Microsoft Windows Local XPS Print Spooler Sandbox Escape

Risk: High
Local: Yes
Remote: No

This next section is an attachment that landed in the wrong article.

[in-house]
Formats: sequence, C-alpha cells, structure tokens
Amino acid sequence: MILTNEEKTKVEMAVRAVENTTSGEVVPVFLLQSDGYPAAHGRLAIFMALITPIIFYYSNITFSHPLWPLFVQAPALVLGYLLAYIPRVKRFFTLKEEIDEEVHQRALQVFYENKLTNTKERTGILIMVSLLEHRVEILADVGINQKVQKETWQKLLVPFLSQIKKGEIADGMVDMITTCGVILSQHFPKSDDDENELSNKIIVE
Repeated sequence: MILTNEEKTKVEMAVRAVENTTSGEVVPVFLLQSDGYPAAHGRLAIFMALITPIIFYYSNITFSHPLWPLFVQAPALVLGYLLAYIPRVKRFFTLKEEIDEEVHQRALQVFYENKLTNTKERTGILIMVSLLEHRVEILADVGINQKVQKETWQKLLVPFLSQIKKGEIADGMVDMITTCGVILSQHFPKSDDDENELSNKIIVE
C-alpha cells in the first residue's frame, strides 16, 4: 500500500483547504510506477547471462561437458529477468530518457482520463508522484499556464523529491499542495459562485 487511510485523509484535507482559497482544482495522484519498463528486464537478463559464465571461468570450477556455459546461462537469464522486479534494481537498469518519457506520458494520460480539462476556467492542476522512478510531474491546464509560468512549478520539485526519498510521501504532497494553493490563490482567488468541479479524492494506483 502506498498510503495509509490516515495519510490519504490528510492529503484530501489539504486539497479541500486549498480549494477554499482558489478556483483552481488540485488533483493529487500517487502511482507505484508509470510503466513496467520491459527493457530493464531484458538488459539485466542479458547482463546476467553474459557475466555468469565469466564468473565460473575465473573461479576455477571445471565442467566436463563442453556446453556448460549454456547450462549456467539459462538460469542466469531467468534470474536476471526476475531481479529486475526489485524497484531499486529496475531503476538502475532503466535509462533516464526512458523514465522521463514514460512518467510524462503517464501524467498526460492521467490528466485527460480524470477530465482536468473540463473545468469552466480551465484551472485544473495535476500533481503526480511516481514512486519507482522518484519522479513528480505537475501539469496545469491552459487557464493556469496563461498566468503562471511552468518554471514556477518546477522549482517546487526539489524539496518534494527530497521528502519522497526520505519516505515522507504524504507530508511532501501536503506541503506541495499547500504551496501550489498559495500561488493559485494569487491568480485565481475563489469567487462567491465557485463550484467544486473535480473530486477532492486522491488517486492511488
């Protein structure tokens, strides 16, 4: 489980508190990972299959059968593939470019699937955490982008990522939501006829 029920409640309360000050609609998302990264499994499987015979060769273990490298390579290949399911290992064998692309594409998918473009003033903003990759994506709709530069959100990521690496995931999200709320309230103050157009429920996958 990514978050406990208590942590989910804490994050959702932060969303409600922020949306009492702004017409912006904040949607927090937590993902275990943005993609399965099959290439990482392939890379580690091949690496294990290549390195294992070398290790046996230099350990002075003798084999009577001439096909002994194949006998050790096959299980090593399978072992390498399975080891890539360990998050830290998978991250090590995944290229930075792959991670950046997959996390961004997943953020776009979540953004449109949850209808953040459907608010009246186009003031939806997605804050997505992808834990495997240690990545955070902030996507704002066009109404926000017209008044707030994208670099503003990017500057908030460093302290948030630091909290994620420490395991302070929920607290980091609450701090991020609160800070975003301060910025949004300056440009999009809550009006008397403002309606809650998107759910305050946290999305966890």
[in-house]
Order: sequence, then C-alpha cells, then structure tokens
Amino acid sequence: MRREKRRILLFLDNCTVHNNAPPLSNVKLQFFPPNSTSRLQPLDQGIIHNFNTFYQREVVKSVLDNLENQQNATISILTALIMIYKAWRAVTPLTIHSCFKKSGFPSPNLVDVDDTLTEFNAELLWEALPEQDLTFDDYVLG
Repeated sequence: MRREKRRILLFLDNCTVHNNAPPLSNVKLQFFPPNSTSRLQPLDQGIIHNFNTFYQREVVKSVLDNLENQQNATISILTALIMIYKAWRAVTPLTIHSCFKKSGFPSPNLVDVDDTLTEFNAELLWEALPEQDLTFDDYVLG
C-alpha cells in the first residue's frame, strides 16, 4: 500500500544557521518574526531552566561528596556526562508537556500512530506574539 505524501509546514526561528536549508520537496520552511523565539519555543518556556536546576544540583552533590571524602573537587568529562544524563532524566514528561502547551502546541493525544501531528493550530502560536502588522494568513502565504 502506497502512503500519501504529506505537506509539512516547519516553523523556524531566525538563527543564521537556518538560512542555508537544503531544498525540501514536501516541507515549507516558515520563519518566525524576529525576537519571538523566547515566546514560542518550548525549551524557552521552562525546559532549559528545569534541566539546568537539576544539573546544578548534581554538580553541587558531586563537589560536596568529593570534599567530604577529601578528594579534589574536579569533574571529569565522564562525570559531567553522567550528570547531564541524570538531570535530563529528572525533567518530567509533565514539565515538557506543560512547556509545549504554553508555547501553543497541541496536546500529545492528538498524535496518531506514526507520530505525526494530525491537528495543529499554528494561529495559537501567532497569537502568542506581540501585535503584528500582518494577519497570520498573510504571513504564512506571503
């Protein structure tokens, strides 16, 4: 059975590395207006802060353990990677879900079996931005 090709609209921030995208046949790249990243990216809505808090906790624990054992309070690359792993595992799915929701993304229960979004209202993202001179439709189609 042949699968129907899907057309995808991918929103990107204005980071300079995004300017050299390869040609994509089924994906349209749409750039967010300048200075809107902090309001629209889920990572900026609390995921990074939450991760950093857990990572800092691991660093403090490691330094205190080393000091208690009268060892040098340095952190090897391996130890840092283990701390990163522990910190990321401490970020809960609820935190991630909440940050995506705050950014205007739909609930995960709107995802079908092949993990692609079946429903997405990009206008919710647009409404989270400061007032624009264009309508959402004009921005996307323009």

Windows: Local XPS Print Spooler Sandbox Escape Platform: Windows 10 1703 and 1709 (not tested Windows 7 or 8.x) Class: Elevation of Privilege Summary: The local print spooler can be abused to create an arbitrary file from a low privilege application including one in an AC as well as a typical Edge LPAC CP leading to EoP. Description: When creating an XPS print job it's possible to specify the destination file in the DOC_INFO_1 structure passed to StartDocPrinter. When you call WritePrinter to write to the new printer job the privileged printer spooler service impersonates the caller and ensures that they can write to the target. This should ensure that a sandboxed user can't write to a location they don't have access to normally. Unfortunately the spooler then deletes this file it's created under impersonation and then calls NSecurityLibrary::ElevateIntegrityLevelIfLow to increase the IL of caller's token to Medium level if the token is current Low IL. In a naive sandbox such as IE PM this results in the actual file being written as at Medium IL which would be sufficient for writing to any user controlled location such as the Startup folder. However in an AC sandbox you'd assume this wouldn't help as the AC would still be enforced even if the IL of the token was raised. It seems not, if code raises the IL of the AC token to medium (which requires SeTcbPrivilege) then the kernel also removes all traces of the AC, leaving the final token a normal medium IL user token again. Therefore in both the naive and AC cases there exists a TOCTOU attack where you can get the sandboxed token to write to a folder you control then redirect the write to another location once the token IL is raised. The simplest way of doing this would be your standard symbolic link attacks, fortunately Windows has mitigated all the easy ways of doing such an attack. Unfortunately there's a bug in the handling of NtImpersonateAnonymousToken when running in AC which allows a symlink attack in this specific case. I've submitted the bug in NtImpersonateAnonymousToken as a separate issue. Of course there's no reason to believe that there's no other way of exploiting this issue given enough effort without the bug in NtImpersonateAnonymousToken. To exploit do the following: 1) Create a fake destination directory in a AC writable directory such as Temp. e.g. if you want to write to c:\users\user\desktop\hello.txt create %TEMP%\users\user\desktop. 2) Use bug in NtImpersonateAnonymousToken to impersonate the non-AC token and create a new C: drive symlink in the anonymous user's drive map pointing at the temp directory. Note that as this is created inside a sandbox a non-sandboxed caller will NOT follow the symlink. 3) Build a native NT path in Win32 form to the target path via the anonymous token's device map directory and pass to StartDocPrinter in DOC_INFO_1. e.g. \\?\GLOBALROOT\Sessions\0\DosDevices\00000000-000003E6\C:\Users\user\desktop\hello.txt 4) Create the "fake" target file in the temp directory and put an exclusive oplock on it. 5) Call WritePrinter in another thread, in original thread wait for the oplock to complete. The open in the print spooler will follow the symlink in this case as it's impersonating the sandboxed token. 6) Delete the symlink and break the oplock, this allows the spooler to continue. 7) The spooler now impersonates the medium user token and tried to open the path. The C: symlink created in 2 now no longer exists, however as we're using a device map directory then the global devicemap fallback will kick in so that the spooler sees the global C: drive. 8) The spooler writes arbitrary data to the new target file outside of the sandboxed area. I really don't get why the token is elevated before writing the file. There is a mode where if you don't specify a path then the spooler will write the file to the local documents directory. As the sandboxed application has no control of the path it at least makes some sense to elevate to allow the file to be written but when writing an explicit path it seems unnecessary. Note that this also works from LPAC, at least as implemented for Edge CP's. This is because the ALPC port of the spooler has an ACE with the “lpacPrinting” capability which is in the list of capabilities in most (all?) CP's for Edge. I also note that WDAG supports writing XPS files, but I don’t have the time to work out the details of how WDAG works right now to see if it would also be vulnerable. Proof of Concept: I’ve provided a PoC as a C# project. The PoC will drop the file hello.txt to the current user’s desktop with arbitrary contents. The PoC will respawn itself as the Microsoft Edge AC and then execute the exploit. You must run this as a UAC split token admin. Note that this ISN’T a UAC bypass, just that a split-token admin has a trivial way of getting a non-AC token by requesting the linked token. The PoC will execute just using a normal AC, to test with LPAC pass the executable any argument you like, the LPAC capabilities are copied from an Edge CP so should be representative of what’s available in real life. It seems on some systems the .NET framework directory has an incorrect DACL which results in the LPAC mode failing. A fresh install of 1709 should work though. 1) Compile the C# project. It will need to grab the NtApiDotNet from NuGet to work. Ensure the main executable and DLLs are in a user writable location (this is needed to tweak the file permissions for AC). 2) Execute the PoC as normal user level split-token admin. 3) Once complete a dialog should appear indicating the operation is Done. Expected Result: Writing to a file outside of a sandbox accessible directory should fail. Observed Result: The file hello.txt is created in the current user’s desktop directory with arbitrary contents. Microsoft have made the decision that as the issue with NtImpersonateAnonymousToken ( is now fixed then you can no longer exploit this issue. I disagree with this assessment as there's always scope for new ways of getting similar symbolic link like functionality. The printer APIs allow passing an arbitrary Win32 path which doesn't seem to get translated so there's plenty of scope for abuse. You can also still exploit it from a low-IL sandbox as you can still get access to the anonymous token's dos device directory, however MS don't really consider that a security boundary.